Christmas season is here and it is full of the usual activities – hustling… everywhere, shopping, wrapping, baking, singing, eating and so much more. It is a time of year where we can all pause (in between checking things off our massive to-do lists) and reflect on the many gifts we have. For those of us who live in America, the blessings are so bountiful that, even on our worst days, we have more than so many others around the globe.
If you’re the parent of small children, like I am, one of the highlights of this season is the Christmas concerts in which your dazzlingly talented and beautiful children will perform. I love my girls’ concerts both at our church and at their school. As they prepare excitedly for each event, I find myself in a state of mind that may or may not be unique to mamas whose kids come from far off places – locations often decidedly less advantaged than where we live, and often lacking some of the basic freedoms we take for granted.
You would think by now, year six of being a mom at Christmas time, I would be prepared for the overwhelming tide of “the feels” that grab me somewhere in the second week of December. But somehow, every year, I’m surprised anew at just how strong the emotions are.
Call it, perhaps, the Ghost of Christmas that Would Have Been.
I’m almost always sitting in the back of our quiet little church watching a rehearsal for the girls’ big program, or in the hushed auditorium of their school awaiting the first note at their concert. (Yes, I am fully aware that this is the best time for the Christmas Feels, because it is… well, QUIET, something that our tiny home is not with two busy little humans high on Christmas cheer. And cocoa.)
It’s always the exact same realization that lodges in my throat and threatens to trickle out my eyes, one tear at a time. My girls are up there on the stage, singing, signing something in American Sign Language, reciting beloved passages from Luke 2, and generally glowing, when it hits me.
If it wasn’t for adoption, they wouldn’t be here in a warm church or school, dressed in waves of red tulle and bows, waving excitedly out at their mom and dad from the stage. Because Clara and Annelise weren’t always those comfortable and confident daughters, the joy that radiates from both of them is absolutely unique to children who are safely ensconced in a family that loves them. This glow that is almost palpable nearly takes my breath away,
The Ghost of Christmas that Would Have Been whispers to my (admittedly hypersensitive) imagination about poverty, oppression, and loneliness. In my mind’s eye, I can so easily picture those beloved little faces with eyes dulled by loss and the wretched feeling of being unwanted. They are dressed not in their Christmas pageant best, but in the tattered cast-offs so common to orphans the world round. Lacking a forever family, they miss the spark of life and joy that makes my children who they are.
As if that overwhelming reality – one I manage to keep at bay most of the rest of the year (except on birthdays, at family gatherings and spring concerts) –isn’t enough, The Ghost of Christmas Yet to Come reminds me that our little community of faith and tiny village in northwestern Wisconsin are still missing one: Anna Joy. She is a child whose picture still shows sad eyes and an emptiness that is hard to describe unless you’ve sat in a room with it – something I have done on more than one occasion, and will never forget.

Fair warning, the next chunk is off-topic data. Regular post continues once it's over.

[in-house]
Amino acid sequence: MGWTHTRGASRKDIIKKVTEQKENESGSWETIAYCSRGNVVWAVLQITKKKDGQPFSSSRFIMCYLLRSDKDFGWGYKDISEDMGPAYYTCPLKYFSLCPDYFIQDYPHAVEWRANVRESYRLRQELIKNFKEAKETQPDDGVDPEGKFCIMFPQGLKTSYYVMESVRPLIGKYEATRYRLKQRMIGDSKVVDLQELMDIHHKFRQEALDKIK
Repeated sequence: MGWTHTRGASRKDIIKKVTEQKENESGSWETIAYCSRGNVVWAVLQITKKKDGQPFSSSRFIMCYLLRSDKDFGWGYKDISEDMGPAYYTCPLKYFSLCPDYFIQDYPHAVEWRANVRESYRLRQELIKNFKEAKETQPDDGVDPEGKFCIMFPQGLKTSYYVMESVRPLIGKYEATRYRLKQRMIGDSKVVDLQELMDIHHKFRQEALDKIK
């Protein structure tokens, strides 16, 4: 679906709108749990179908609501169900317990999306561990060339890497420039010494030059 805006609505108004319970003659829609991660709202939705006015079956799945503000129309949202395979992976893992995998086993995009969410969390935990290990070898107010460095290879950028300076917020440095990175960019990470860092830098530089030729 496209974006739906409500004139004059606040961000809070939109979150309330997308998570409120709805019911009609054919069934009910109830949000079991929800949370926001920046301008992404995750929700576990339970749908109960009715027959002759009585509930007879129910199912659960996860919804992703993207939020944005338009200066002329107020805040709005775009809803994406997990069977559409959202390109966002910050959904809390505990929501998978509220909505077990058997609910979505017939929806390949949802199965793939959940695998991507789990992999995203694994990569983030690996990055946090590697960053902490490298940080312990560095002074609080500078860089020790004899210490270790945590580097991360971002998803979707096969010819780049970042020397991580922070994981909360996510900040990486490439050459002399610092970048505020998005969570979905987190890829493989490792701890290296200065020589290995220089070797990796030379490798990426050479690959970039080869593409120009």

She is the daughter of our dearest friends – the people with whom I leave my girls when I travel – but as of yet, she has no idea that she belongs halfway around the world. Her life is still bleak in the way only an orphan’s life can be. Without adoption she would never have a family to tuck her in at night, or comfort her when she is sick.
But, oh the life that awaits her here! As I watch my girls on the stage, I picture the Christmas yet to come with Anna Joy standing between them. And that lump in my throat gets bigger and I no longer feel the need to hide the tears.
Because, you see, my girls and Anna are just three among millions. And they are among the sadly small percentage of orphans and foster children worldwide who have found forever families. Children just like them still wait to be chosen. To be called “son” or “daughter.” To belong.
Adoption is, as I have said so many times in the past, not easy. There is a cost, both financial and emotional. A giving up of what IS to participate in what can and will be through hard work and more than a little bravery on everyone’s part. But among all the other things it is, adoption is both a miracle and a gift.
Is it not fitting, then, in this season of gifts and giving, of miracles and self-sacrifice, to reiterate just how vital it is for people to answer the call to adopt? If you have ever considered adoption, please continue to consider. And then take the first step toward making it happen. So many children wait for someone JUST LIKE YOU to say “yes.”
As I watch my beautiful, happy, funny girls dance their way (quite literally) through this holiday season, I pray that many others like them will find their place in a family by next Christmas. And I pray that we who are SO far beyond blessed will continue to take stock of what we have and, therefore, what we can afford to give.
We have so much. Let’s not keep it to ourselves.
LifeNews Note: Joleigh Little is a member of the board of director of National Right to Life.